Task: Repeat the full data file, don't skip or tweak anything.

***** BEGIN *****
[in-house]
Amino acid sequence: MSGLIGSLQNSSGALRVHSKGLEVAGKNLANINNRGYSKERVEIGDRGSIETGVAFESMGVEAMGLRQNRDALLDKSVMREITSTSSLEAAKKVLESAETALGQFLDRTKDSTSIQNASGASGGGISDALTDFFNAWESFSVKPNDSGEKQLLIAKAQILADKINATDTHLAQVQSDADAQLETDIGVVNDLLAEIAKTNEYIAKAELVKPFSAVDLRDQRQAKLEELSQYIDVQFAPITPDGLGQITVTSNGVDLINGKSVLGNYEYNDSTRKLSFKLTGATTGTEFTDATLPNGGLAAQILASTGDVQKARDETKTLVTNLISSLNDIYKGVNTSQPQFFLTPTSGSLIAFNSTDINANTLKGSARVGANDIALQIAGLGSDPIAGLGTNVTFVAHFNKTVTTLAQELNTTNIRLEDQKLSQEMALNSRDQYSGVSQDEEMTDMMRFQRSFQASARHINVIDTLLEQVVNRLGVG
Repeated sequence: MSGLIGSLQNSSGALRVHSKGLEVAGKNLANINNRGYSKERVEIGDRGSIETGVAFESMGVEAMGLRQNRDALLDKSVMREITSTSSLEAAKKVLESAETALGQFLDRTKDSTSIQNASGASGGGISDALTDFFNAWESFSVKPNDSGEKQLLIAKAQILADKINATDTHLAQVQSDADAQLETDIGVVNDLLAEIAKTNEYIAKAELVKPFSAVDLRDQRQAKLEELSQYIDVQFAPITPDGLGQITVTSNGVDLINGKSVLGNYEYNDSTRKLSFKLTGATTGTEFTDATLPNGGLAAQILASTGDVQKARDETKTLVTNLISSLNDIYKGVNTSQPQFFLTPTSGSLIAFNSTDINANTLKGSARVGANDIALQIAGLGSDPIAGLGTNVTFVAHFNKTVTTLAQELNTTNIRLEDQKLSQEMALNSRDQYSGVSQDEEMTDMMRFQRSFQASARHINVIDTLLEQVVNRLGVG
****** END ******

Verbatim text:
[in-house]
Amino acid sequence: MSGLIGSLQNSSGALRVHSKGLEVAGKNLANINNRGYSKERVEIGDRGSIETGVAFESMGVEAMGLRQNRDALLDKSVMREITSTSSLEAAKKVLESAETALGQFLDRTKDSTSIQNASGASGGGISDALTDFFNAWESFSVKPNDSGEKQLLIAKAQILADKINATDTHLAQVQSDADAQLETDIGVVNDLLAEIAKTNEYIAKAELVKPFSAVDLRDQRQAKLEELSQYIDVQFAPITPDGLGQITVTSNGVDLINGKSVLGNYEYNDSTRKLSFKLTGATTGTEFTDATLPNGGLAAQILASTGDVQKARDETKTLVTNLISSLNDIYKGVNTSQPQFFLTPTSGSLIAFNSTDINANTLKGSARVGANDIALQIAGLGSDPIAGLGTNVTFVAHFNKTVTTLAQELNTTNIRLEDQKLSQEMALNSRDQYSGVSQDEEMTDMMRFQRSFQASARHINVIDTLLEQVVNRLGVG
Repeated sequence: MSGLIGSLQNSSGALRVHSKGLEVAGKNLANINNRGYSKERVEIGDRGSIETGVAFESMGVEAMGLRQNRDALLDKSVMREITSTSSLEAAKKVLESAETALGQFLDRTKDSTSIQNASGASGGGISDALTDFFNAWESFSVKPNDSGEKQLLIAKAQILADKINATDTHLAQVQSDADAQLETDIGVVNDLLAEIAKTNEYIAKAELVKPFSAVDLRDQRQAKLEELSQYIDVQFAPITPDGLGQITVTSNGVDLINGKSVLGNYEYNDSTRKLSFKLTGATTGTEFTDATLPNGGLAAQILASTGDVQKARDETKTLVTNLISSLNDIYKGVNTSQPQFFLTPTSGSLIAFNSTDINANTLKGSARVGANDIALQIAGLGSDPIAGLGTNVTFVAHFNKTVTTLAQELNTTNIRLEDQKLSQEMALNSRDQYSGVSQDEEMTDMMRFQRSFQASARHINVIDTLLEQVVNRLGVG